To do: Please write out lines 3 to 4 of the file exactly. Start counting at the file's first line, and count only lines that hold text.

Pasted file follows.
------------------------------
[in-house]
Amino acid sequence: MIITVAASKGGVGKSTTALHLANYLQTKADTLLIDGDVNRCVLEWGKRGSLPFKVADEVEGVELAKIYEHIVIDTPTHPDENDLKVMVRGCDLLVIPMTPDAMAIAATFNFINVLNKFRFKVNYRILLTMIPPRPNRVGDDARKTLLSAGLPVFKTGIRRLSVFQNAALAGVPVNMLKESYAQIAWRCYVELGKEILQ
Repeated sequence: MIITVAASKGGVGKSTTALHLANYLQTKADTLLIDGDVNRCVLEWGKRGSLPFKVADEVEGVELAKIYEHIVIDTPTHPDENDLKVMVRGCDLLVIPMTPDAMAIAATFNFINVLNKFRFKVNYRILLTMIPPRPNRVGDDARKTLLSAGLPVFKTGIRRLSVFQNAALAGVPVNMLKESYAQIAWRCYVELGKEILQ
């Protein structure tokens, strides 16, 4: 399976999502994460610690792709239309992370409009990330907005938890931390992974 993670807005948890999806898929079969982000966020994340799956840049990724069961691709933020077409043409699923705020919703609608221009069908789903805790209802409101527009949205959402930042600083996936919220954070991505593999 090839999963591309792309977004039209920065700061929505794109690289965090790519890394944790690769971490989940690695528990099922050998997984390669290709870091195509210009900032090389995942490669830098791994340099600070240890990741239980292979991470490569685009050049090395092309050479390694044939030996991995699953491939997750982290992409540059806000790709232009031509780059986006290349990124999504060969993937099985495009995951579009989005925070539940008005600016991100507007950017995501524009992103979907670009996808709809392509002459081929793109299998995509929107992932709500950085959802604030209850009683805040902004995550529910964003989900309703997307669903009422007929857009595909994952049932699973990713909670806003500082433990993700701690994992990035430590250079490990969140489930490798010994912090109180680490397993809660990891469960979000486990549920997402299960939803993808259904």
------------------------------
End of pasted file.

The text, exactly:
Repeated sequence: MIITVAASKGGVGKSTTALHLANYLQTKADTLLIDGDVNRCVLEWGKRGSLPFKVADEVEGVELAKIYEHIVIDTPTHPDENDLKVMVRGCDLLVIPMTPDAMAIAATFNFINVLNKFRFKVNYRILLTMIPPRPNRVGDDARKTLLSAGLPVFKTGIRRLSVFQNAALAGVPVNMLKESYAQIAWRCYVELGKEILQ
């Protein structure tokens, strides 16, 4: 399976999502994460610690792709239309992370409009990330907005938890931390992974 993670807005948890999806898929079969982000966020994340799956840049990724069961691709933020077409043409699923705020919703609608221009069908789903805790209802409101527009949205959402930042600083996936919220954070991505593999 090839999963591309792309977004039209920065700061929505794109690289965090790519890394944790690769971490989940690695528990099922050998997984390669290709870091195509210009900032090389995942490669830098791994340099600070240890990741239980292979991470490569685009050049090395092309050479390694044939030996991995699953491939997750982290992409540059806000790709232009031509780059986006290349990124999504060969993937099985495009995951579009989005925070539940008005600016991100507007950017995501524009992103979907670009996808709809392509002459081929793109299998995509929107992932709500950085959802604030209850009683805040902004995550529910964003989900309703997307669903009422007929857009595909994952049932699973990713909670806003500082433990993700701690994992990035430590250079490990969140489930490798010994912090109180680490397993809660990891469960979000486990549920997402299960939803993808259904």